The CHAIN (Cycling Against Hip Pain) programme is a six week exercise and education treatment pathway for people with hip osteoarthritis and other forms of hip pain. It was conceived by Professor Robert Middleton and Associate Professor Thomas Wainwright of the Orthopaedic Research Institute at Bournemouth University, with the aim of promoting the self-management of osteoarthritic symptoms through lifestyle change. The programme is based on the latest National Institute for Health and Care Excellence (NICE) guidelines for the treatment of osteoarthritis, which recommend exercise (local muscle strengthening and aerobic training), education and weight loss where necessary.
How is it delivered? The programme is currently delivered in Bournemouth in partnership with Bournemouth University, The Royal Bournemouth and Christchurch Hospitals NHS Trust, BH Live (The Littledown Centre) and Actipath (data management company). Patients presenting with degenerative hip osteoarthritis are referred into the programme by an orthopaedic surgeon and then attend a specialist one-to-one assessment with an exercise referral consultant at a local leisure centre. They then complete six weeks of cycling and education, led by a physiotherapist and qualified spin instructor. Participants are also supplied electronically with a home exercise programme, education advice and spinning tutorials so that they can stretch and cycle in their own time. Throughout CHAIN, participants are encouraged to make plans for lifestyle change and continuous exercise participation that will support the ongoing self-management of osteoarthritis once the programme completes. At the end of the six weeks, a one-to-one progress review occurs, and pre and post-programme scores for function, speed, strength, self-reported health and goal achievement are recorded and sent back to the participant and their GP in a personalised report.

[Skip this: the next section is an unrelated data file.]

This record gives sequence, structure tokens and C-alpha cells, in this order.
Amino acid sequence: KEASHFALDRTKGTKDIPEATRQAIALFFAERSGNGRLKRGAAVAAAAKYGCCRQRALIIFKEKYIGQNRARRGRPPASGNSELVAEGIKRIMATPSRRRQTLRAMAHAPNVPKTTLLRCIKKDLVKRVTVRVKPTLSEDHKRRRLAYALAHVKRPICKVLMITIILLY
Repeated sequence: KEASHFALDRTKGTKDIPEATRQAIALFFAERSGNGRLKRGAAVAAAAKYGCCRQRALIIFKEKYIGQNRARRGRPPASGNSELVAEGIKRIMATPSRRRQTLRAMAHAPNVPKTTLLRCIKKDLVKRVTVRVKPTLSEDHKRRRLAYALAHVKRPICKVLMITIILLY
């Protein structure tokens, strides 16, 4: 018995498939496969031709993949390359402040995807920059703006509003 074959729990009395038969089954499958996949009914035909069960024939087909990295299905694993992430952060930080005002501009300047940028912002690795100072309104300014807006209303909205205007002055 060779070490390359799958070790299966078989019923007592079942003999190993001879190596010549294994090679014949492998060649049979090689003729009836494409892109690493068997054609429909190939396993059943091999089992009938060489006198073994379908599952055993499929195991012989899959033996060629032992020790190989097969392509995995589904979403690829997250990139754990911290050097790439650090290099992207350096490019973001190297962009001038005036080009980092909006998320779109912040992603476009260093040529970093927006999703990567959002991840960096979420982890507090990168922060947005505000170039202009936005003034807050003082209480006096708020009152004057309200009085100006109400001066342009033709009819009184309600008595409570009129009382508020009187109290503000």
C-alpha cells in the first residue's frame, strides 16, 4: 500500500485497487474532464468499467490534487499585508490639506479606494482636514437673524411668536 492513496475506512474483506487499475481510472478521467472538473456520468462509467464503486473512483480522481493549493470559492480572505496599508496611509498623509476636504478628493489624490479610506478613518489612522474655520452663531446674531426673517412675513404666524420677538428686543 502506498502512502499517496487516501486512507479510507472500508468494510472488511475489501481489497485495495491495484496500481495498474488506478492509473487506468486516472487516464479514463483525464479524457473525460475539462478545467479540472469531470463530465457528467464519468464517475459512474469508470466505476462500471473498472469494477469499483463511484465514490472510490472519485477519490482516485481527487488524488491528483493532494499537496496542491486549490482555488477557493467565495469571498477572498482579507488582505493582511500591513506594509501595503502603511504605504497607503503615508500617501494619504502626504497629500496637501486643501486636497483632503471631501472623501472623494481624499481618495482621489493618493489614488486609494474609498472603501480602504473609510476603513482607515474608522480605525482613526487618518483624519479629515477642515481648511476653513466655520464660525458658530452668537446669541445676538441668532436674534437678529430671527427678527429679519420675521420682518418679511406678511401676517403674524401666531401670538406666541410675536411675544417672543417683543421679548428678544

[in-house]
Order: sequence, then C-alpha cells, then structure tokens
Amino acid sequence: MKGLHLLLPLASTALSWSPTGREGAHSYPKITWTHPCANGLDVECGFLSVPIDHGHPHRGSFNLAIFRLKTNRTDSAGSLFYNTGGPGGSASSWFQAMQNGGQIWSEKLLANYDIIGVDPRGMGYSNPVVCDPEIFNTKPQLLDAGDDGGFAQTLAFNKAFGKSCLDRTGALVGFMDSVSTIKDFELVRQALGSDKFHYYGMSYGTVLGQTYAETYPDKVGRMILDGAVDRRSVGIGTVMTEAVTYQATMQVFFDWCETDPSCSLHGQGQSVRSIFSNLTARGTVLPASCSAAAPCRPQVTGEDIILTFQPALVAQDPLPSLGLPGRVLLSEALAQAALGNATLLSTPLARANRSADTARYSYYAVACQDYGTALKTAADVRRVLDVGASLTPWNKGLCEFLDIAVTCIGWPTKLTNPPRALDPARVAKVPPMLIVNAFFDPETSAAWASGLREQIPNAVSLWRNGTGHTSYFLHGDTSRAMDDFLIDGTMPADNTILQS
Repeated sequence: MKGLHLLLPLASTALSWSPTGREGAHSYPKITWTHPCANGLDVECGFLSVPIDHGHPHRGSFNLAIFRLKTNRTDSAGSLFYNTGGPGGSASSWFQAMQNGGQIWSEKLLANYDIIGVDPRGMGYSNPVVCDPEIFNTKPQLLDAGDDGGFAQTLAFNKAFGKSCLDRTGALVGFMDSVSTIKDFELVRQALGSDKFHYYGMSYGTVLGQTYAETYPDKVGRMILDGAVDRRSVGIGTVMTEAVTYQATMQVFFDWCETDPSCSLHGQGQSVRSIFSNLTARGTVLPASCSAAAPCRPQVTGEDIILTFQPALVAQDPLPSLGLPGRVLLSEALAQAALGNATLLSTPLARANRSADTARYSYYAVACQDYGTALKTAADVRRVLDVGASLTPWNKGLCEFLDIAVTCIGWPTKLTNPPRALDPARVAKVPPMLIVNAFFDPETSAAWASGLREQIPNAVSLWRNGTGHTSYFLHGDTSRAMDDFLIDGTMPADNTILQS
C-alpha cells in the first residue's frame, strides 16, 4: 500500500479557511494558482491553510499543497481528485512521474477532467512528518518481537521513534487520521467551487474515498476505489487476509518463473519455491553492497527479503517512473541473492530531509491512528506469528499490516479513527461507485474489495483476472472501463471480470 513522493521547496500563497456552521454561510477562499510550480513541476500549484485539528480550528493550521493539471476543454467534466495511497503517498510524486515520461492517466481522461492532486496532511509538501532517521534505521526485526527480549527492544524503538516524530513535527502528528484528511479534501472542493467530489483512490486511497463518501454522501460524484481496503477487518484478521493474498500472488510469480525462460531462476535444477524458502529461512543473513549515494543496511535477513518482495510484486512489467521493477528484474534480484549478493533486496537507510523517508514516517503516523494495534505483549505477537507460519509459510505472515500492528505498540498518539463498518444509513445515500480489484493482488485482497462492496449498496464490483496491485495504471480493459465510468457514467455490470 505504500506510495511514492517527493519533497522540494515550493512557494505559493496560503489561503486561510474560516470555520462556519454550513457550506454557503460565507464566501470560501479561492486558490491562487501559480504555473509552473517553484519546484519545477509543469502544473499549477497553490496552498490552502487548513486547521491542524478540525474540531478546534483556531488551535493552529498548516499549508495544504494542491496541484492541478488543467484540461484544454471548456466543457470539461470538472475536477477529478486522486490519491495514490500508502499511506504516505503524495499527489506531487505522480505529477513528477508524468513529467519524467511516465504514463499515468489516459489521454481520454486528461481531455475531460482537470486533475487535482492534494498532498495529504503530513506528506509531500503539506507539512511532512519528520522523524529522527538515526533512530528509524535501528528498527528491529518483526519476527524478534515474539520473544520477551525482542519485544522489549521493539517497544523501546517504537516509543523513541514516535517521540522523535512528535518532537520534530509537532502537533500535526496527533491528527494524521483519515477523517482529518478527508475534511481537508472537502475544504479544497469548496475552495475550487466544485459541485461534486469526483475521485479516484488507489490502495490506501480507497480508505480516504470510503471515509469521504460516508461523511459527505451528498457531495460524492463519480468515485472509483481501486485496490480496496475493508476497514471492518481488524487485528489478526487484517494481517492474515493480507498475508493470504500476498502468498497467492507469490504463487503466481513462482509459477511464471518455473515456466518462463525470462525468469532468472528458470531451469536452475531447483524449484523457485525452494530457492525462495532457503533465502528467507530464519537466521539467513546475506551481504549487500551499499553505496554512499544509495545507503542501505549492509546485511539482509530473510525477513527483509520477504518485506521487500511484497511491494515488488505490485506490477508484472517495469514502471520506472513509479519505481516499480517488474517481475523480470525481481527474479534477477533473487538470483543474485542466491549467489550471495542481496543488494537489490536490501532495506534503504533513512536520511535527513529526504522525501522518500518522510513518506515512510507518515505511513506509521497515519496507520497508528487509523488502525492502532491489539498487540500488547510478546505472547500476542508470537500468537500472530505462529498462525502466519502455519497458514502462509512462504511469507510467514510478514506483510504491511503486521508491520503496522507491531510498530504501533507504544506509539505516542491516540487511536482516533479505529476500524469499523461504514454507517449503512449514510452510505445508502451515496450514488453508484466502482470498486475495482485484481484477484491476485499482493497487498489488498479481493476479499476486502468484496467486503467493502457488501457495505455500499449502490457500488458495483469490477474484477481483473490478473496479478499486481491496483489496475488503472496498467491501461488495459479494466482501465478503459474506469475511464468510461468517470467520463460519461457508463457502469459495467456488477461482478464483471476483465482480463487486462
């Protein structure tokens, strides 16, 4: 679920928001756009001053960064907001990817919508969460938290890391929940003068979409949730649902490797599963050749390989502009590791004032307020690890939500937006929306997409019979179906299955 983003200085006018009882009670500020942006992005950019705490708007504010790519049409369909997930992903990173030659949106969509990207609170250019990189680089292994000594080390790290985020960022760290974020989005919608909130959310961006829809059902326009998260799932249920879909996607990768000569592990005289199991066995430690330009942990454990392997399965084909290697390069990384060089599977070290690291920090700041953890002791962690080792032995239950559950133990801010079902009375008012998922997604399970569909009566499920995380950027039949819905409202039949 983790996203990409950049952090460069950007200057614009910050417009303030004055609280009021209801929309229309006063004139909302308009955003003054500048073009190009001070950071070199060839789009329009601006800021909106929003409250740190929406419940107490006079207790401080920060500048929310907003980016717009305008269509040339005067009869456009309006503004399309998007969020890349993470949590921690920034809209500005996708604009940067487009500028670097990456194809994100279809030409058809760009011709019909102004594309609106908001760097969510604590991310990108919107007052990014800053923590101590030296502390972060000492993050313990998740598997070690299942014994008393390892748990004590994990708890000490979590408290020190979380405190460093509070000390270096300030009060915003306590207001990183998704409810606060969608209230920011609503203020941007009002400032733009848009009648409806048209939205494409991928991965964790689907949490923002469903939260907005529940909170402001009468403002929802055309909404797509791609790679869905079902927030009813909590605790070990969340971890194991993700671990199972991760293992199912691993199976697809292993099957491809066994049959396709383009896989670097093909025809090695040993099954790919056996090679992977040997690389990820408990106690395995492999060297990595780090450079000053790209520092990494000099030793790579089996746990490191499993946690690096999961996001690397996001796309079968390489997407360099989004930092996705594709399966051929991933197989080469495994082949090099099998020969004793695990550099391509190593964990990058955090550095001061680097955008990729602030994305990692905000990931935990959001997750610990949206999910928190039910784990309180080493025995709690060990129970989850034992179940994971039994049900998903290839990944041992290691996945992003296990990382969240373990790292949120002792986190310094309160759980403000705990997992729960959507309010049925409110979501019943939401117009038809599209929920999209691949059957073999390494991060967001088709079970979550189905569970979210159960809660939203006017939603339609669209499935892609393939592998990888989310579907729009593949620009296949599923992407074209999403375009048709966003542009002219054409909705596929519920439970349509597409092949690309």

Results from the CHAIN programme:
- 86% of participants reported improvements in walking and completing daily activities.
- 100% of participants said they would recommend the programme to a friend.
- 83% of participants had increased leg strength.
- Participants reported feeling fitter and stronger, having improved flexibility, less disturbed sleep and reduction in pain and their need to take analgesics.
- Participants also reported feeling more motivated to continue exercising.
The research on the CHAIN programme continues to grow, and this year, the Orthopaedic Research Institute will launch a randomised controlled trial to compare the effects of taking part in CHAIN to standard physiotherapy care for the treatment of hip pain in partnership with The Royal Bournemouth Hospital and the University of Exeter.
To get more insights in the patient benefits and outcomes of the CHAIN programme , read the 2015 CHAIN report on the evaluation of the CHAIN programmes Oct 2013 to April 2015.